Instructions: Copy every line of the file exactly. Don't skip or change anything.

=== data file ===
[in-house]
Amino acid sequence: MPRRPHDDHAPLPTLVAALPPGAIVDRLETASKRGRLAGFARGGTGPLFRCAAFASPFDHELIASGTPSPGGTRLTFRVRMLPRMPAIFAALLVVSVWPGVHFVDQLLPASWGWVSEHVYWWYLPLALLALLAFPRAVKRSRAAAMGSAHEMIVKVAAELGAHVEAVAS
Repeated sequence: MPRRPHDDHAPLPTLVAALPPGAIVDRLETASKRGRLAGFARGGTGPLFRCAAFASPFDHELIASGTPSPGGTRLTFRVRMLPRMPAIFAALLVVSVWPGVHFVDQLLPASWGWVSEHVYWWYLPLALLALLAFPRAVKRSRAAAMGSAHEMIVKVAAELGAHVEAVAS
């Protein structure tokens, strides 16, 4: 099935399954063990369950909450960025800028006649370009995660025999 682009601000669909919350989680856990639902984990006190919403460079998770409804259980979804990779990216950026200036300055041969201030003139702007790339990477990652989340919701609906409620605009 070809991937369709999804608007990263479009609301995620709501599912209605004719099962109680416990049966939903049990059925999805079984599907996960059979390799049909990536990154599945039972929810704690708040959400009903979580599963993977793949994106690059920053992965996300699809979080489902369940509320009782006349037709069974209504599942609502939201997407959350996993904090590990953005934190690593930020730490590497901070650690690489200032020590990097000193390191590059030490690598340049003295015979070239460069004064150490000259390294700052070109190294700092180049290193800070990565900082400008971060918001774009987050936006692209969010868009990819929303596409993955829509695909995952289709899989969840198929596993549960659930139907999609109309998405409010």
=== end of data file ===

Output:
[in-house]
Amino acid sequence: MPRRPHDDHAPLPTLVAALPPGAIVDRLETASKRGRLAGFARGGTGPLFRCAAFASPFDHELIASGTPSPGGTRLTFRVRMLPRMPAIFAALLVVSVWPGVHFVDQLLPASWGWVSEHVYWWYLPLALLALLAFPRAVKRSRAAAMGSAHEMIVKVAAELGAHVEAVAS
Repeated sequence: MPRRPHDDHAPLPTLVAALPPGAIVDRLETASKRGRLAGFARGGTGPLFRCAAFASPFDHELIASGTPSPGGTRLTFRVRMLPRMPAIFAALLVVSVWPGVHFVDQLLPASWGWVSEHVYWWYLPLALLALLAFPRAVKRSRAAAMGSAHEMIVKVAAELGAHVEAVAS
């Protein structure tokens, strides 16, 4: 099935399954063990369950909450960025800028006649370009995660025999 682009601000669909919350989680856990639902984990006190919403460079998770409804259980979804990779990216950026200036300055041969201030003139702007790339990477990652989340919701609906409620605009 070809991937369709999804608007990263479009609301995620709501599912209605004719099962109680416990049966939903049990059925999805079984599907996960059979390799049909990536990154599945039972929810704690708040959400009903979580599963993977793949994106690059920053992965996300699809979080489902369940509320009782006349037709069974209504599942609502939201997407959350996993904090590990953005934190690593930020730490590497901070650690690489200032020590990097000193390191590059030490690598340049003295015979070239460069004064150490000259390294700052070109190294700092180049290193800070990565900082400008971060918001774009987050936006692209969010868009990819929303596409993955829509695909995952289709899989969840198929596993549960659930139907999609109309998405409010």